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Man Utd never do it the easy way, an everlasting tradition

Manchester United never do things the easy way. Even when the club was sweeping up all before them, they sought to do it with more difficulty than others would perhaps choose to. Since the departure of Sir Alex Ferguson, this tradition has continued, as each manager since has brought about their own complications to ensure the club experience one of its worst patches of form in the most elaborate of fashions.

The appointment of Jose Mourinho was supposed to be simple, it was supposed to be the perfect marriage that delivered instant success and the type of football we fans grew so used to over the decades previous. Three years later and it seems the rot is set.

This is until two weeks before the international break mind you. Though the scoreline is not one we look back upon fondly, cast your minds back to the first 45 minutes against Tottenham at Old Trafford. The shackles appeared to be off as United made a busy and electrifying start to a game they would eventually be worse than second best in, it suddenly perked the Old Trafford faithful up and gave those at home the opportunity to perch closer to the edge of their seats as they had been allowed for what feels a generation.

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Yes, the defeat was derisory, conceding three goals at home can never be excused, but it seemed to set a prelude for what might be on the horizon. And fortunately for us all, it appears to be the case.

A week later and United set to the task against Burnley, and again the first 45 minutes were United’s most swashbuckling, however, this time the chances were taken and the lead was established. This time Mourinho’s men had a cushion with which to work and the manager could afford to revert to his preferred style of play. It was United’s game to lose, and they held on without issue. The story was similar against high-flying Watford where the work on the training ground was apparent with two goals manufactured from set plays. The ending was more uncomfortable, but the result equally as satisfying as before the dreaded break. Three years into the job, has Mourinho finally sussed out his plan?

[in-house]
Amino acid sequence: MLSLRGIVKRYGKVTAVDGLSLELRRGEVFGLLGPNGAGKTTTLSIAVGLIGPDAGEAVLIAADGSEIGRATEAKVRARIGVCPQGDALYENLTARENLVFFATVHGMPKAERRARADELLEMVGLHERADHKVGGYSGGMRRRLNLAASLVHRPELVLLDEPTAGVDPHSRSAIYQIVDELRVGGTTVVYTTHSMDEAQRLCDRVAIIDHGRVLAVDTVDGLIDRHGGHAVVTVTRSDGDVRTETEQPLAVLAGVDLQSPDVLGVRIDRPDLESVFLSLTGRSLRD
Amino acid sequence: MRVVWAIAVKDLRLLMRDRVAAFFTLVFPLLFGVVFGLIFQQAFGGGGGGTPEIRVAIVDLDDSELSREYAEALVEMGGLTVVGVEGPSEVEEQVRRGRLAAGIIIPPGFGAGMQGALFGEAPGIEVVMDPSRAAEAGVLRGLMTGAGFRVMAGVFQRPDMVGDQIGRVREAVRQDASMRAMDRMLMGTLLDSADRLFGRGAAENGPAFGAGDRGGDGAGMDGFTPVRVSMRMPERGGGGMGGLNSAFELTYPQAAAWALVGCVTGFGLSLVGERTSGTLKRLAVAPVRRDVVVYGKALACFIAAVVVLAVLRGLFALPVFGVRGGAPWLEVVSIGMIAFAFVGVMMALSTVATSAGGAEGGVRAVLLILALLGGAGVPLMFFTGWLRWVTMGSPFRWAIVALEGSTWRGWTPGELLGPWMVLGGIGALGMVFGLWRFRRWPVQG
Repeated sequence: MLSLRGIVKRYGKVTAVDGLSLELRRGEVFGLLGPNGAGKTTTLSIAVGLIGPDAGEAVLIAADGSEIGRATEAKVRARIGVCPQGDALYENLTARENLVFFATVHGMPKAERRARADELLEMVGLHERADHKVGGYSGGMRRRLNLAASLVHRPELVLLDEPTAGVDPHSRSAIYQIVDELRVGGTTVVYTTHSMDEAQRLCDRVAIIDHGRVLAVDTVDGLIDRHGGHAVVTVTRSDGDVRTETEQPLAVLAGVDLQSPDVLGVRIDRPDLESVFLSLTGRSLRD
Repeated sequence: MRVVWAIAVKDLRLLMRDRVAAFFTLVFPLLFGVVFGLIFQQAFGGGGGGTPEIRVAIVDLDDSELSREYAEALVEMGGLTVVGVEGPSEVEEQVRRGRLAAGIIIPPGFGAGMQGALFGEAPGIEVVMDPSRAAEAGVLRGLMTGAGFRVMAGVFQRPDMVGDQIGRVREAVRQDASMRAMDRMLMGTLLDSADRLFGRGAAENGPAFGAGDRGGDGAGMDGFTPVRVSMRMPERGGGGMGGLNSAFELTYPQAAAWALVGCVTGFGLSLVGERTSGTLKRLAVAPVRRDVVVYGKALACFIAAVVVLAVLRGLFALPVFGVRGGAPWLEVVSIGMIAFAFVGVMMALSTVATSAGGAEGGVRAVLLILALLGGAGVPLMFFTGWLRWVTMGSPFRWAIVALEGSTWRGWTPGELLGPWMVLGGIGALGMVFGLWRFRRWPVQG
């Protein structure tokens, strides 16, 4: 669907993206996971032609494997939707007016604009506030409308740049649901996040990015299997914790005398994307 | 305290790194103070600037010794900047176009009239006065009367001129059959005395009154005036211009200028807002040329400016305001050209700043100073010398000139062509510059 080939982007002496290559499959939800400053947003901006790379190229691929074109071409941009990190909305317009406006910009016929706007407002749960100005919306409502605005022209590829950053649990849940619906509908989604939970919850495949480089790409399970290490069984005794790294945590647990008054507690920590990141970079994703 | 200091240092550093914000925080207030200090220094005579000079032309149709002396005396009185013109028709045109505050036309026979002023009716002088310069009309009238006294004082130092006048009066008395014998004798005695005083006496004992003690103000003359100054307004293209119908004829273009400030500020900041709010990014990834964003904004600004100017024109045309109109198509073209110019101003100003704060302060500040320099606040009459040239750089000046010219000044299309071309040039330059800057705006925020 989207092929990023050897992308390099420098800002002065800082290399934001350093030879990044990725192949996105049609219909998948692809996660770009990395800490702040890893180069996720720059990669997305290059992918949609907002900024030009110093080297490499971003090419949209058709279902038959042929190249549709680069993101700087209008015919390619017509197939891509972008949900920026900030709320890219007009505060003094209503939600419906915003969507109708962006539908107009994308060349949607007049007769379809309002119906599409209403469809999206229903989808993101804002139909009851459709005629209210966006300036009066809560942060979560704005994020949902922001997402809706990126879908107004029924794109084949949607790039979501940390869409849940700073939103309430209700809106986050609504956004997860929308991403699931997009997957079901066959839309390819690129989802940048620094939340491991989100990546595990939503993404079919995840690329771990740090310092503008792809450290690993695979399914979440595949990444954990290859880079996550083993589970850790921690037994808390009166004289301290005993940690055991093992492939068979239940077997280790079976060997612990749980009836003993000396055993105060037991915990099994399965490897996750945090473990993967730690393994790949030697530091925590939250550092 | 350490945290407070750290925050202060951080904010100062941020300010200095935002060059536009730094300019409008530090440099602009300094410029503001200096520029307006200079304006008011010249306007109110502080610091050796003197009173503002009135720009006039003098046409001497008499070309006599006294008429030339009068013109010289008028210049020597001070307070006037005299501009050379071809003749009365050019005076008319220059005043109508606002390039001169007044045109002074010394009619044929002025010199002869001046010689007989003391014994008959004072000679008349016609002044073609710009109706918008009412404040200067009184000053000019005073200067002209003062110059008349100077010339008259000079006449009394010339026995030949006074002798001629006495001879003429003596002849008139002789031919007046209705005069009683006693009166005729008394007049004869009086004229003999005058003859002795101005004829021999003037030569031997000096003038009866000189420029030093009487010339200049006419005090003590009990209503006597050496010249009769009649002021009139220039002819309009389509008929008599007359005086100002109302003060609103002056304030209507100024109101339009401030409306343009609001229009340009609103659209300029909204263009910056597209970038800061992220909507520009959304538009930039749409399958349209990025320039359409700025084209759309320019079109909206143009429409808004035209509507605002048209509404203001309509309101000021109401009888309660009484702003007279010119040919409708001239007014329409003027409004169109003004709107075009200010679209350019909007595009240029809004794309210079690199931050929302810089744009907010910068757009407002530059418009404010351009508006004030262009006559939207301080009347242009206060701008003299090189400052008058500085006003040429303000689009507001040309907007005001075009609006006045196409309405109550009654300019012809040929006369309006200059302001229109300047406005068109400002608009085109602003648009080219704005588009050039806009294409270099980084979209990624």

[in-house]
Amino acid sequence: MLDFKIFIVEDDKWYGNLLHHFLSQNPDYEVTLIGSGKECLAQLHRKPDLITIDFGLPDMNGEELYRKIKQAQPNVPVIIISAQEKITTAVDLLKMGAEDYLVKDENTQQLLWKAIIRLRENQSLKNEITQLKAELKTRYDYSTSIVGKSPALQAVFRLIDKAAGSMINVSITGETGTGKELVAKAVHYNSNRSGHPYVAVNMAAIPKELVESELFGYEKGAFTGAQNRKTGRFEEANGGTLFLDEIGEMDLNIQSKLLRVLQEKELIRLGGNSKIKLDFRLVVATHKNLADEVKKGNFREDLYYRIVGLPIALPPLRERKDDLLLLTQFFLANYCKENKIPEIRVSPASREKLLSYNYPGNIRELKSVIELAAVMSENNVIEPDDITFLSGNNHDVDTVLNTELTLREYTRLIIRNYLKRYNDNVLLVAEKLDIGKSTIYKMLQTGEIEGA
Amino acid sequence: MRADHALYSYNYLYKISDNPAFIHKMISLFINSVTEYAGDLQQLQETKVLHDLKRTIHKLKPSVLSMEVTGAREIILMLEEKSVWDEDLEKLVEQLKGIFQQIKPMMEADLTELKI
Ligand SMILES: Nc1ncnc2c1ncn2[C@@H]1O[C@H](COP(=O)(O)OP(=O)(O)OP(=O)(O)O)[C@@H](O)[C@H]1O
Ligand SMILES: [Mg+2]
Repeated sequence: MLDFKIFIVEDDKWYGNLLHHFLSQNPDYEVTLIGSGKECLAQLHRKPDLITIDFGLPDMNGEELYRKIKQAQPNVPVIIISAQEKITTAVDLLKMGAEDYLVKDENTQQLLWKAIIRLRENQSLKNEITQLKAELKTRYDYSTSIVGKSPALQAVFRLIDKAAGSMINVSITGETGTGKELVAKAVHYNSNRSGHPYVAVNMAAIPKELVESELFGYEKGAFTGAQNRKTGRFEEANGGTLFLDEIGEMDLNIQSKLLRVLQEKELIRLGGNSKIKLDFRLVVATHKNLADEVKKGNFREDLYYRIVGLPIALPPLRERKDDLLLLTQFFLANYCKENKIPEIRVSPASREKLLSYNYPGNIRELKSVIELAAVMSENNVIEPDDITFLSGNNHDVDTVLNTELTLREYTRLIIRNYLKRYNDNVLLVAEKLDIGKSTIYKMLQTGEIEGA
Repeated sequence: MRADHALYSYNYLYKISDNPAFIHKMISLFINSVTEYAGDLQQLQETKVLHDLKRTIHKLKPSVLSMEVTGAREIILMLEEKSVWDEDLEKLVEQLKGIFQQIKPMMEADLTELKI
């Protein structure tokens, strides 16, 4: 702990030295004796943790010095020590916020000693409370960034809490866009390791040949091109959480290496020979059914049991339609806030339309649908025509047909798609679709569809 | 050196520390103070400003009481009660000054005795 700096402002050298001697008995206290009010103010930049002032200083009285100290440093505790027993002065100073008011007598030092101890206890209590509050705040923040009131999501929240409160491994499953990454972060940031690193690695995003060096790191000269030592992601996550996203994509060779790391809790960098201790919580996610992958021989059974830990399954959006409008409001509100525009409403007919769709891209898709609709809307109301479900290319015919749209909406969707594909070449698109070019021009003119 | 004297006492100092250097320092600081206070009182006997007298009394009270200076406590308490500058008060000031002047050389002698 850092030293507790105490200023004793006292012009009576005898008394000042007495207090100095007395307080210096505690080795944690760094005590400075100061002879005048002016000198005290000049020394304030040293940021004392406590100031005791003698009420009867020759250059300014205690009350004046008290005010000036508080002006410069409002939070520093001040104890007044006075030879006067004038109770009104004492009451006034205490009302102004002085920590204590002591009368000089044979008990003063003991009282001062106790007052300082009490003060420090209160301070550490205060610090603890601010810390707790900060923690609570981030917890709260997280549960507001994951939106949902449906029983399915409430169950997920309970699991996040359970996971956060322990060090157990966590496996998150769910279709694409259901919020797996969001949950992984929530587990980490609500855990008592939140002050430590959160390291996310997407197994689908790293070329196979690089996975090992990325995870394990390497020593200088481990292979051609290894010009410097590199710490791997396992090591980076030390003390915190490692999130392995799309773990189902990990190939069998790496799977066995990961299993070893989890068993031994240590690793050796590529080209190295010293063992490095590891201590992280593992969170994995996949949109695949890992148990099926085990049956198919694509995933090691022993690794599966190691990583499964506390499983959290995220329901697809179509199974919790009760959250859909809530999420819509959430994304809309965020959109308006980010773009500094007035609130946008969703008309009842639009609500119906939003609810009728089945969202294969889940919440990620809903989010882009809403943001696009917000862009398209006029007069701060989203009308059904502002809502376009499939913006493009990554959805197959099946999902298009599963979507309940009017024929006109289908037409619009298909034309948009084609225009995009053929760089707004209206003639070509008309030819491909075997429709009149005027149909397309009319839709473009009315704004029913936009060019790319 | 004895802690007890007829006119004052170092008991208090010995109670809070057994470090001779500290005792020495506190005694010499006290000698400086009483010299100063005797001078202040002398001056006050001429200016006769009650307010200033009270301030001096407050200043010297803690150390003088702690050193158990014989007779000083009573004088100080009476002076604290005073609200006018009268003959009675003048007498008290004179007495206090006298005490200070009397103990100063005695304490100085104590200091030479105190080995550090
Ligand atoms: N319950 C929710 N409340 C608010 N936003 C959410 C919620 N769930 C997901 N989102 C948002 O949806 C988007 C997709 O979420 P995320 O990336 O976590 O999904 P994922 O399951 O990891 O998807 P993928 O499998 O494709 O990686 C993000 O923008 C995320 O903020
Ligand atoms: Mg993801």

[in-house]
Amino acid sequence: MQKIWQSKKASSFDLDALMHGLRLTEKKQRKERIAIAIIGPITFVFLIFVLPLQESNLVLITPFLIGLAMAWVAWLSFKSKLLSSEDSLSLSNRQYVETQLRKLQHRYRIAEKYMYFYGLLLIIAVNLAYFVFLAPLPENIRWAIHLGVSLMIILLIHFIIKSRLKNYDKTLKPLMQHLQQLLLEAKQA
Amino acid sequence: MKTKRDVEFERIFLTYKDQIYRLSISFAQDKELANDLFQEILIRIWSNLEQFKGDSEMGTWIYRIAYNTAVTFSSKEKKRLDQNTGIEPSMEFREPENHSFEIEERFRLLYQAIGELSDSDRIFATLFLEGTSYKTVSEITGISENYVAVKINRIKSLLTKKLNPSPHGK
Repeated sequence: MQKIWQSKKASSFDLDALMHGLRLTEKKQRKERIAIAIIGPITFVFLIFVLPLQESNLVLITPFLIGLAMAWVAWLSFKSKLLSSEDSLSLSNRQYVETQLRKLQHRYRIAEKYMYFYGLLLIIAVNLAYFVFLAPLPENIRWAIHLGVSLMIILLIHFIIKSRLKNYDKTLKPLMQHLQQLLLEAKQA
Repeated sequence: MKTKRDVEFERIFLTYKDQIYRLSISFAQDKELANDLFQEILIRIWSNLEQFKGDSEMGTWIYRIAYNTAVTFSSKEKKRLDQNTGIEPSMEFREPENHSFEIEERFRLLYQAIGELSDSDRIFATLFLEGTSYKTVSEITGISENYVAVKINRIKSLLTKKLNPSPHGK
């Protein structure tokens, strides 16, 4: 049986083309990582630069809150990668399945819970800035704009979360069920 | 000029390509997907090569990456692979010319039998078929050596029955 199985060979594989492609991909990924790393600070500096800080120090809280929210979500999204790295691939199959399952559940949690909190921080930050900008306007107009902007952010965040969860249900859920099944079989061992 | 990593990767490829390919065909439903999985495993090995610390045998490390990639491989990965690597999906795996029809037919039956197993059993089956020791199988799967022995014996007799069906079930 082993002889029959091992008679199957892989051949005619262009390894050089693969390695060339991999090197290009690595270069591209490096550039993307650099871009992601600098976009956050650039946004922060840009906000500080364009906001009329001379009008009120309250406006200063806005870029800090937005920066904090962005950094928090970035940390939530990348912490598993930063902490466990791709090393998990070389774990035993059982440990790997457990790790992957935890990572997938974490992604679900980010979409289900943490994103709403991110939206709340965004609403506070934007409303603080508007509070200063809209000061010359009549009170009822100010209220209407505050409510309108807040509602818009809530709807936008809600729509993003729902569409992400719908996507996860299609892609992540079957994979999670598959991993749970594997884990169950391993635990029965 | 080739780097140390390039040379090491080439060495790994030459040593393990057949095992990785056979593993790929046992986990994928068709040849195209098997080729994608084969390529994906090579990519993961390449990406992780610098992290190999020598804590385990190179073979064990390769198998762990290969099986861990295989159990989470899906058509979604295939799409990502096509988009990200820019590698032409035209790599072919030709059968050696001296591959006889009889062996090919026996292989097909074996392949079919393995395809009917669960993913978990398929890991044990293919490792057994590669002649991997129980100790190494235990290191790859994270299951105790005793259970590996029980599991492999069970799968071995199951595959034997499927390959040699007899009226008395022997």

It has long been clear that his trust in his defence has been displaced as the likes of Phil Jones, Marcos Rojo and Victor Lindelof bounce from game to game making the art look akin to mastering brain surgery, Luke Shaw was overweight and out of form and the only constants being 2 ageing full-backs who have learned the trade on the job. These factors certainly bore some significance in how the side was set up to play, and remedying the issue was never going to be simple with a midfield inconsistent at best and no natural wingers in the squad. It was a headache that hindered progress last season and for 2 weeks threatened to do the same to this, perseverance was key.

Nothing is set in stone, but there is food for thought on the plate and certainly, a reason to allow ourselves maybe a bit of positivity in the future. It’s taken copious tickets, costing a fair amount, and wasn’t done in any simple manner, but the lottery seems to be winning. Wolves on the 22nd will be an excellent litmus test for the new mantra but no more than patience is needed on the fans part. He’s always known what he’s doing, honestly.

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